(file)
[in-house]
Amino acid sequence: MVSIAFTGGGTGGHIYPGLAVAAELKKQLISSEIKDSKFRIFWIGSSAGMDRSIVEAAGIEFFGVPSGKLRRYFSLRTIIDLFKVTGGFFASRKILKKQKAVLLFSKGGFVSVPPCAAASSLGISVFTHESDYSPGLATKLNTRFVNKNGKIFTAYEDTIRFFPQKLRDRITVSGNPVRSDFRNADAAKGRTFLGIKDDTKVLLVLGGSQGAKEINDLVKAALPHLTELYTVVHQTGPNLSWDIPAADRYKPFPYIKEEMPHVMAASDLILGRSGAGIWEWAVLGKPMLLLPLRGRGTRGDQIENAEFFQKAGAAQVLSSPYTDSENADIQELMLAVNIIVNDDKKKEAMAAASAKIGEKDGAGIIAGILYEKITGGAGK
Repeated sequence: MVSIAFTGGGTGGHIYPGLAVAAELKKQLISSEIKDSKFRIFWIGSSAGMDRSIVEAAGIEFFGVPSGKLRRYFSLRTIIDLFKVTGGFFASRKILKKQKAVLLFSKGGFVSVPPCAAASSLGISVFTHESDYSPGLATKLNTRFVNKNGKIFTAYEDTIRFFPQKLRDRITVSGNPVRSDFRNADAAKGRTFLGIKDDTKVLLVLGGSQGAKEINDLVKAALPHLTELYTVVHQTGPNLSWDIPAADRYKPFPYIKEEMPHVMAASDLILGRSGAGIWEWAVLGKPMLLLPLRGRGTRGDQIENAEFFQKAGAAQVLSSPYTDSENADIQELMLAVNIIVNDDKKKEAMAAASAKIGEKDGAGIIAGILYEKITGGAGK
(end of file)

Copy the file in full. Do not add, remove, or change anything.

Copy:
[in-house]
Amino acid sequence: MVSIAFTGGGTGGHIYPGLAVAAELKKQLISSEIKDSKFRIFWIGSSAGMDRSIVEAAGIEFFGVPSGKLRRYFSLRTIIDLFKVTGGFFASRKILKKQKAVLLFSKGGFVSVPPCAAASSLGISVFTHESDYSPGLATKLNTRFVNKNGKIFTAYEDTIRFFPQKLRDRITVSGNPVRSDFRNADAAKGRTFLGIKDDTKVLLVLGGSQGAKEINDLVKAALPHLTELYTVVHQTGPNLSWDIPAADRYKPFPYIKEEMPHVMAASDLILGRSGAGIWEWAVLGKPMLLLPLRGRGTRGDQIENAEFFQKAGAAQVLSSPYTDSENADIQELMLAVNIIVNDDKKKEAMAAASAKIGEKDGAGIIAGILYEKITGGAGK
Repeated sequence: MVSIAFTGGGTGGHIYPGLAVAAELKKQLISSEIKDSKFRIFWIGSSAGMDRSIVEAAGIEFFGVPSGKLRRYFSLRTIIDLFKVTGGFFASRKILKKQKAVLLFSKGGFVSVPPCAAASSLGISVFTHESDYSPGLATKLNTRFVNKNGKIFTAYEDTIRFFPQKLRDRITVSGNPVRSDFRNADAAKGRTFLGIKDDTKVLLVLGGSQGAKEINDLVKAALPHLTELYTVVHQTGPNLSWDIPAADRYKPFPYIKEEMPHVMAASDLILGRSGAGIWEWAVLGKPMLLLPLRGRGTRGDQIENAEFFQKAGAAQVLSSPYTDSENADIQELMLAVNIIVNDDKKKEAMAAASAKIGEKDGAGIIAGILYEKITGGAGK